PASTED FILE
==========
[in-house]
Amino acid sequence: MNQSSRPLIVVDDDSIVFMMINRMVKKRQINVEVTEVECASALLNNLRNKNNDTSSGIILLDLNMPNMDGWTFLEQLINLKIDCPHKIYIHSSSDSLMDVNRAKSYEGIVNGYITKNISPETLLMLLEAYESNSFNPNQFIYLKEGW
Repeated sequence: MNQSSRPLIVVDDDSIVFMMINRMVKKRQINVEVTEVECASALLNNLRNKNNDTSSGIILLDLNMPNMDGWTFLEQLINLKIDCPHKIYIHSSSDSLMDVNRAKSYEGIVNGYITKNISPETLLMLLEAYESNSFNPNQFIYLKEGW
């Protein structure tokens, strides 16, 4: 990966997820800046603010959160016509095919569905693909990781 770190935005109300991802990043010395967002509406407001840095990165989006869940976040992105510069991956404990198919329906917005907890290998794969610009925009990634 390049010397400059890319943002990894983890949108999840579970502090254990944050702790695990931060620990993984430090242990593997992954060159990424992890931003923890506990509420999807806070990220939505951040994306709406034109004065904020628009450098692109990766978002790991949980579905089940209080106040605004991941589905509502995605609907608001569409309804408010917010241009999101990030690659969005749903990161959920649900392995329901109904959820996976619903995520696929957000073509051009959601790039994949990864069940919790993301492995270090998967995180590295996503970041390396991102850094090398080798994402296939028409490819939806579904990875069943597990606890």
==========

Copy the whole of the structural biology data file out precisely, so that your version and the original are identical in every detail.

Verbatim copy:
[in-house]
Amino acid sequence: MNQSSRPLIVVDDDSIVFMMINRMVKKRQINVEVTEVECASALLNNLRNKNNDTSSGIILLDLNMPNMDGWTFLEQLINLKIDCPHKIYIHSSSDSLMDVNRAKSYEGIVNGYITKNISPETLLMLLEAYESNSFNPNQFIYLKEGW
Repeated sequence: MNQSSRPLIVVDDDSIVFMMINRMVKKRQINVEVTEVECASALLNNLRNKNNDTSSGIILLDLNMPNMDGWTFLEQLINLKIDCPHKIYIHSSSDSLMDVNRAKSYEGIVNGYITKNISPETLLMLLEAYESNSFNPNQFIYLKEGW
């Protein structure tokens, strides 16, 4: 990966997820800046603010959160016509095919569905693909990781 770190935005109300991802990043010395967002509406407001840095990165989006869940976040992105510069991956404990198919329906917005907890290998794969610009925009990634 390049010397400059890319943002990894983890949108999840579970502090254990944050702790695990931060620990993984430090242990593997992954060159990424992890931003923890506990509420999807806070990220939505951040994306709406034109004065904020628009450098692109990766978002790991949980579905089940209080106040605004991941589905509502995605609907608001569409309804408010917010241009999101990030690659969005749903990161959920649900392995329901109904959820996976619903995520696929957000073509051009959601790039994949990864069940919790993301492995270090998967995180590295996503970041390396991102850094090398080798994402296939028409490819939806579904990875069943597990606890």